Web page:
Breakfast of Champions
Who says you can't have stir-fry for breakfast?
“We use our stir fry station once a week at breakfast,” says Dave McElhinney, general manager, Cornell College, Mount Vernon, IA. “We have done filled crepes, some potato dishes, and omelet spin-offs.”
Since tofu has the same consistency as egg whites, it's not all that far of a reach to feature a breakfast stir fry. Plus, it's a great way to use chopped vegetables and add a new type of exhibition station to breakfast, beyond the omelet or waffle station.
With the stir fry station still being a relatively new addition to Cornell though, McElhinney and his team strive to keep the menu new and innovative beyond just breakfast.
“We change the station regularly but we maintain the favorites to always keep the customers returning,” he says. “The old favorites bring them to the station and the new ideas break the monotony.”
Some of Cornell's stir fry station ingredients — both new and traditional — include: chicken breast, pork loin, and a variety beef cuts including inside round, flank, and brisket. For seafood, Cornell uses shrimp, real and imitation crab meat, and on occasion, tuna. For produce they use a variety of in-season vegetables including asparagus, avocado, bok choy, carrots, eggplant, a variety of greens (spinach, mustard, collard), jicama, mushrooms (button, shiitake, oyster, portobello), olives (black & green), onions (red, green, and yellow), potatoes, a variety of peppers (red, green, gold, jalapenos, ancho), and a variety of squash.
“We use canned bamboo shoots, baby corn, and bean sprouts too,” adds McElhinney. “We also use a variety of fruits like tomatoes, mandarin oranges, lemons, pineapple, limes, apples, grapes, and raisins.”
When it comes to sauces, Cornell offers everything from the traditional soy, ginger and teriyaki-based versions to more specialty sauces like a wild mushroom, Thai peanut sauce, and a variety of flavored oils.
“The point,” concludes McElhinney, “is to offer variety.”
Stirring up New Dishes
School lunch menus are a melting pot of the various cooking styles. Now that Asian foods have been added to the stew, schools are looking for practical ways to introduce this healthy and unique item to the menu.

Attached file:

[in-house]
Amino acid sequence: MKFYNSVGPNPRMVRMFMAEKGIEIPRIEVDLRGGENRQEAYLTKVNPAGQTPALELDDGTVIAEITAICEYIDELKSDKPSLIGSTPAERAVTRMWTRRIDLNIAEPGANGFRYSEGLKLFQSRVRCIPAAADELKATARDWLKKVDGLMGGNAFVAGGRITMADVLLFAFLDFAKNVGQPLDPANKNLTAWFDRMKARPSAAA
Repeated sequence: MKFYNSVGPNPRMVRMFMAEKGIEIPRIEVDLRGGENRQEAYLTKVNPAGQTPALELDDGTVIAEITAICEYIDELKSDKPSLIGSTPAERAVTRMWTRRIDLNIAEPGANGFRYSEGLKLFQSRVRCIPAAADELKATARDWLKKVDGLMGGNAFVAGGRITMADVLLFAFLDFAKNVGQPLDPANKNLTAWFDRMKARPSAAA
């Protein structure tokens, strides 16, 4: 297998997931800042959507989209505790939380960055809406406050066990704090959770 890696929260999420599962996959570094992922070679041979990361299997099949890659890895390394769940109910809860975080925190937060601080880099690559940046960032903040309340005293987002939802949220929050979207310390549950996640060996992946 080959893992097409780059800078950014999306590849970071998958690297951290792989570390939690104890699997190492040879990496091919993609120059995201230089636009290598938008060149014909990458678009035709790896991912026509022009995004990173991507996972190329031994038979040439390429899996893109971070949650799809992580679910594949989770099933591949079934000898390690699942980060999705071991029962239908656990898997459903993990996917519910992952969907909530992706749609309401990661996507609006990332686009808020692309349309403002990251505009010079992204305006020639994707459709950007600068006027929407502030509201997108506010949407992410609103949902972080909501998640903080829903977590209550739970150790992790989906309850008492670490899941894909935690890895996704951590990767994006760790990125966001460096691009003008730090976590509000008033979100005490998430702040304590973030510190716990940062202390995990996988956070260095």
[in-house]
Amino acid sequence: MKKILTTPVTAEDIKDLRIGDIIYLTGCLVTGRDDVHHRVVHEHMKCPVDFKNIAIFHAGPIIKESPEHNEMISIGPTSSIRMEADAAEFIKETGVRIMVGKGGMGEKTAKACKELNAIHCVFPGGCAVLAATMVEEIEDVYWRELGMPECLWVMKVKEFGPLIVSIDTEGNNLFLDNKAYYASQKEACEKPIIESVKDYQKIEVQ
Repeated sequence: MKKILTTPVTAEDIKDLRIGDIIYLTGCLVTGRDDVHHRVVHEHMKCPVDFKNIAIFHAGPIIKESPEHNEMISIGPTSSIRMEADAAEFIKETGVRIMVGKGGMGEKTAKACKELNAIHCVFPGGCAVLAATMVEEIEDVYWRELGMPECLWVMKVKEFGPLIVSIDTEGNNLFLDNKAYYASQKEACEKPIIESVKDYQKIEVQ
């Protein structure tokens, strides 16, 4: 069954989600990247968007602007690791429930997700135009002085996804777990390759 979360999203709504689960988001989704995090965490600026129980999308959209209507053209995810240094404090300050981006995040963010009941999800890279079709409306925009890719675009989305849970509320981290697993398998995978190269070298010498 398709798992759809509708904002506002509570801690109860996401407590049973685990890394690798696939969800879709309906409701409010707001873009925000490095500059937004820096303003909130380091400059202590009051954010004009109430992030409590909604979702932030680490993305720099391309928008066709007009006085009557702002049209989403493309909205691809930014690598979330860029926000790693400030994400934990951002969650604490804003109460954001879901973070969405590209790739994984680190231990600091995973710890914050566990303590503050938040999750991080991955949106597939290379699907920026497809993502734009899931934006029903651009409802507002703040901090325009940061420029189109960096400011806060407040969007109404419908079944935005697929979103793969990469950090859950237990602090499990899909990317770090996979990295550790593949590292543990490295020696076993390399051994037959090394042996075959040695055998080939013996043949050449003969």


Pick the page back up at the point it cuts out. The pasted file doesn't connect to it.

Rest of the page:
“Stir fry is something that we know teenagers eat and love,” says Dave Williams, executive chef for Sodexo School Services, who has visited dozens of secondary school districts over the past year to help the school lunch staffs add Asian flavors with the company's two-year-old Asian Cuisine program called Chop Sticks.
“These days in school lunch, you want to represent your constituents,” says Williams. “On the West Coast especially, the Asian population is getting bigger and bigger. Plus, a lot of these students are accustomed to eating stir-fry dishes either at home, at a friend's home or in a restaurant.”
|Here are links to some great related recipes selected from past issues of FM.|
Black Bean Chicken Stir Fry
Asian Noodle Stir Fry with Tofu and Vegetables
Sesame Beef and Broccoli Stir Fry
Mongolian Hot Pot
Kung Pao Chicken
To maintain portion sizes, students can choose their own vegetables and a pre-portioned cup of protein to be added to their stir fry. “The biggest problem has been the timing,” says Williams. Schools are looking to cut down on the exhibition time by using speed-scratch sauces, oven-browned proteins and parboiled or steamed vegetables which are then added to the stir fry.
“Stir fries are really perfect for schools looking for ways to use USDA-donated foods,” adds Williams. “A lot of the ingredients can be used interchangeably. For example, a stir fry recipe might use turkey, chicken, canned pork or beef, or even salmon or tuna, with equally good results.”